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Extraterritorial Application of Human Rights Treaties: An Overview

Published on November 30, 2011        Author: 

I am very grateful for the opportunity to discuss my book on EJIL: Talk! and Opinio Juris, as am I grateful to the commentators on both blogs for taking the time to read and discuss it. In this introductory post I’ll try to outline the book’s main arguments and themes and my approach generally in analysing a very complex topic.

The book is divided into five chapters. The first, introductory chapter sets out the scope and purpose of the whole study. It defines the notion of the extraterritorial application of human rights treaties, explains that the law of treaties sets no general rules on extraterritorial application, and outlines the basic normative framework of the human rights treaties which are the object of the study, looking in particular at the various types of state jurisdiction clauses that one finds in these treaties, and their relationship with other relevant provisions, such as the colonial clauses. Whether a human rights treaty protects a particular individual in an extraterritorial context is legally a matter of treaty interpretation, and this chapter sets the stage for this interpretative exercise. My main focus is on treaties protecting civil and political rights, for the sole reason that there is much more case law and other material to work with in respect of these treaties than with those protecting socio-economic rights. That said, the book proceeds from the assumption that there is something to be gained from focusing on problems common to all or most human rights treaties, and views these treaties as a whole. Hence, it is generally structured thematically, issue by issue, not chronologically or treaty by treaty.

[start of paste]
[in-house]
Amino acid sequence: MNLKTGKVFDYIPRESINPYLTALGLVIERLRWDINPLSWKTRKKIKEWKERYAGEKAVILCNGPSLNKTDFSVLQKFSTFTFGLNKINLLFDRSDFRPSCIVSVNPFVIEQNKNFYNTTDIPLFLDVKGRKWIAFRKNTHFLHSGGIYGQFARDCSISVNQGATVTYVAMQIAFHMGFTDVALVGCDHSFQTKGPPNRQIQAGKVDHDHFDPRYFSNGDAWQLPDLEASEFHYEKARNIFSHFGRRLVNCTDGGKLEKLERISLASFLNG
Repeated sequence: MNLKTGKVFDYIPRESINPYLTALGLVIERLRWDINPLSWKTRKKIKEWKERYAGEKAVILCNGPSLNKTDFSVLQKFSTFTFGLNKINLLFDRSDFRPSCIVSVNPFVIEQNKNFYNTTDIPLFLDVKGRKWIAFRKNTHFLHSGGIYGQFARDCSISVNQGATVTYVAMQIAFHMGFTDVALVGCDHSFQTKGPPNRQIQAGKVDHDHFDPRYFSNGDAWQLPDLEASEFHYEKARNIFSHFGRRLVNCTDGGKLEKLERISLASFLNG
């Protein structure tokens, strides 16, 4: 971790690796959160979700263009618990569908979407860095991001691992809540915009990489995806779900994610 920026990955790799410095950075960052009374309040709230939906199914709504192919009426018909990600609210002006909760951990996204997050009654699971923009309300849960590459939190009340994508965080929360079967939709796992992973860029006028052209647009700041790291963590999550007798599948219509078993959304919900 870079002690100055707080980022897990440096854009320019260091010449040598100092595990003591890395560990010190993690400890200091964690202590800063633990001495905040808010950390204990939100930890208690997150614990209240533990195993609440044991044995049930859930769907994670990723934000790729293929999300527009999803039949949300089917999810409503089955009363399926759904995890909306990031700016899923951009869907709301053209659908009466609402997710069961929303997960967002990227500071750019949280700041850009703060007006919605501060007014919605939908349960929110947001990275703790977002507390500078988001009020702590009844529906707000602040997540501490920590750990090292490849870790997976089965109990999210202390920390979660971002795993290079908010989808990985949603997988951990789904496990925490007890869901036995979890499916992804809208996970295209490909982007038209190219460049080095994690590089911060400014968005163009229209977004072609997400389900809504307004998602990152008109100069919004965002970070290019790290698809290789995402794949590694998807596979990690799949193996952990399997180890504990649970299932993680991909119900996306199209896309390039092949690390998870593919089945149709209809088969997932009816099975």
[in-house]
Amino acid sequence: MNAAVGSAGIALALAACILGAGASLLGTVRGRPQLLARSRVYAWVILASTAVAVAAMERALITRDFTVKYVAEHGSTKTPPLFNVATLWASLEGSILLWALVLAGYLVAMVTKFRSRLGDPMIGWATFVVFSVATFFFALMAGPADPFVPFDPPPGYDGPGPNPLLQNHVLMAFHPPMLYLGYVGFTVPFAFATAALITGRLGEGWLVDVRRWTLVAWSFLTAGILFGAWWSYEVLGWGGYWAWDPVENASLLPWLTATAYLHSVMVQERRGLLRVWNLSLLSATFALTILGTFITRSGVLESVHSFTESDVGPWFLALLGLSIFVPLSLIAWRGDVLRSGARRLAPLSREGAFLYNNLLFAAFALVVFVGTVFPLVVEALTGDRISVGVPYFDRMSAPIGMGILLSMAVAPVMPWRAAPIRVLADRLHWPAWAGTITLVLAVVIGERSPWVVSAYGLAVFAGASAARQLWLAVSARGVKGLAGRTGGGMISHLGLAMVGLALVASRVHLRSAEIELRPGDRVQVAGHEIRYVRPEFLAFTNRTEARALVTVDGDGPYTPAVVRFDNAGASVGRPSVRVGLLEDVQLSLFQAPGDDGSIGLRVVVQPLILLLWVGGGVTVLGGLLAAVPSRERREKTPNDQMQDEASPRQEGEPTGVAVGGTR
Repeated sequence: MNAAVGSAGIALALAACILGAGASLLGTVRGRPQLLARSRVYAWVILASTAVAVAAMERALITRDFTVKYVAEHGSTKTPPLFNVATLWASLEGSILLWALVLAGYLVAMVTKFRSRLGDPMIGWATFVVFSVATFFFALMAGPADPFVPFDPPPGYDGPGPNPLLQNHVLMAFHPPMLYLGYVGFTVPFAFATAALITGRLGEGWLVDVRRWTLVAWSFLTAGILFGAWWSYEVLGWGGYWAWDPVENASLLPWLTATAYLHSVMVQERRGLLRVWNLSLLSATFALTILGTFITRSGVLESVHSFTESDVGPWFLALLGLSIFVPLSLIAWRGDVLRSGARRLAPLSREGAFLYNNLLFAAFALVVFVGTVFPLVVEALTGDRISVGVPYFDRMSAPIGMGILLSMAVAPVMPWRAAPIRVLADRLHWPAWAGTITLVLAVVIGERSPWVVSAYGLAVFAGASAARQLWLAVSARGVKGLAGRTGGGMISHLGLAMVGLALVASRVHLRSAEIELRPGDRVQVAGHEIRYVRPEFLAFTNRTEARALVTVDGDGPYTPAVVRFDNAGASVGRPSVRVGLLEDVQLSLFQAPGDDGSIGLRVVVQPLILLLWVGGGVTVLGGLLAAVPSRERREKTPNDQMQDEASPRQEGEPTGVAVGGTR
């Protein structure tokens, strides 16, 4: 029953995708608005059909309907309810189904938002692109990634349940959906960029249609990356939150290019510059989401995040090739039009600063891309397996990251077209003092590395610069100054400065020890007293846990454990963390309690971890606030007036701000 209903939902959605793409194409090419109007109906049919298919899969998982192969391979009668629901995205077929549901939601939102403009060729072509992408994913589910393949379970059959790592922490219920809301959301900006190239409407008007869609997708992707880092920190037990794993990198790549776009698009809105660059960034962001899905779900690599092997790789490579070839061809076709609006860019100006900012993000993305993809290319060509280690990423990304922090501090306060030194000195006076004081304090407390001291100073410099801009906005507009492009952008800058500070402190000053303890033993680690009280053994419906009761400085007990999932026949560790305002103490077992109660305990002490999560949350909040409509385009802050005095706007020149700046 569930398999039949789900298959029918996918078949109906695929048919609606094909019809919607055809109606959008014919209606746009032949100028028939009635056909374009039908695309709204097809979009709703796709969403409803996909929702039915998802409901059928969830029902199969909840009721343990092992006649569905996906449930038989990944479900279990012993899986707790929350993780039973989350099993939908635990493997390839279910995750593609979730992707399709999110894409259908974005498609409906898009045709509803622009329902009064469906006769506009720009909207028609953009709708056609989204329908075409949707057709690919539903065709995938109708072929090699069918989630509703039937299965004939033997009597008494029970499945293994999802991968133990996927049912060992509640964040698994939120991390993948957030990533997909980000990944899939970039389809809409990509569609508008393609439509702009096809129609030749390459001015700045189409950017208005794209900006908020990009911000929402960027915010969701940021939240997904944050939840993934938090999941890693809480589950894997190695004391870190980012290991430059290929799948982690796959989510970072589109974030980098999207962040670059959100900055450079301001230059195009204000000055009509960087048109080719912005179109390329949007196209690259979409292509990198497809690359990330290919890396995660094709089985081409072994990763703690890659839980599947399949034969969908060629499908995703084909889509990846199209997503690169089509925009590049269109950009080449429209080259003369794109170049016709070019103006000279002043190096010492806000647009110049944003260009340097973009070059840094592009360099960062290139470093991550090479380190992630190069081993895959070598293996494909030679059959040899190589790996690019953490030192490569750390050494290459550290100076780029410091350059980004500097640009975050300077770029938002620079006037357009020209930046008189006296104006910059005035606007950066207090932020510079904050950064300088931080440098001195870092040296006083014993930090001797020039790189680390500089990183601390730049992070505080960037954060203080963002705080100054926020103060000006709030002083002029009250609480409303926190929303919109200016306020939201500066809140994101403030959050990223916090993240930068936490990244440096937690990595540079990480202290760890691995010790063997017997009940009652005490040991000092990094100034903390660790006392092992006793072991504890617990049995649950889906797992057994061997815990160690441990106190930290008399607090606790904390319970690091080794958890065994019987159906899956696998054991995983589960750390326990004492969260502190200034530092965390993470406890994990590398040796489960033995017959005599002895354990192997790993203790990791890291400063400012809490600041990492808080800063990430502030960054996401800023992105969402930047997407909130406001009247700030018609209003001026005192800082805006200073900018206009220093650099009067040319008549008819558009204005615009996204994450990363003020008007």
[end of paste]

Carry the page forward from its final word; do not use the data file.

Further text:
Of all the treaties, I give most attention to the European Convention on Human Rights, for two reasons. First, the ECHR system is by far the strongest of all human rights regimes (if far from perfect) in its ability to effectively secure compliance and have a direct impact on state policy. The stakes are highest in Strasbourg, because it will be listened to. Second, it is precisely because the stakes are highest in Strasbourg that the jurisprudence of the European Court of Human Rights on extraterritorial application is the richest and the most developed. At the same time, it is the most problematic, suffering from rampant casuistry and conceptual chaos. It is a jurisprudence of (at times quite unprincipled) compromise, caused mostly be the Court’s understandable desire to avoid the merits of legally and politically extremely difficult cases by relying on the preliminary issue of extraterritorial application. At the same time, the jurisprudence of the European Court has the most to teach us on questions of both law and policy that are relevant for all human rights treaties.

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Book Discussion: Marko Milanovic’s Extraterritorial Application of Human Rights Treaties

Published on November 30, 2011        Author: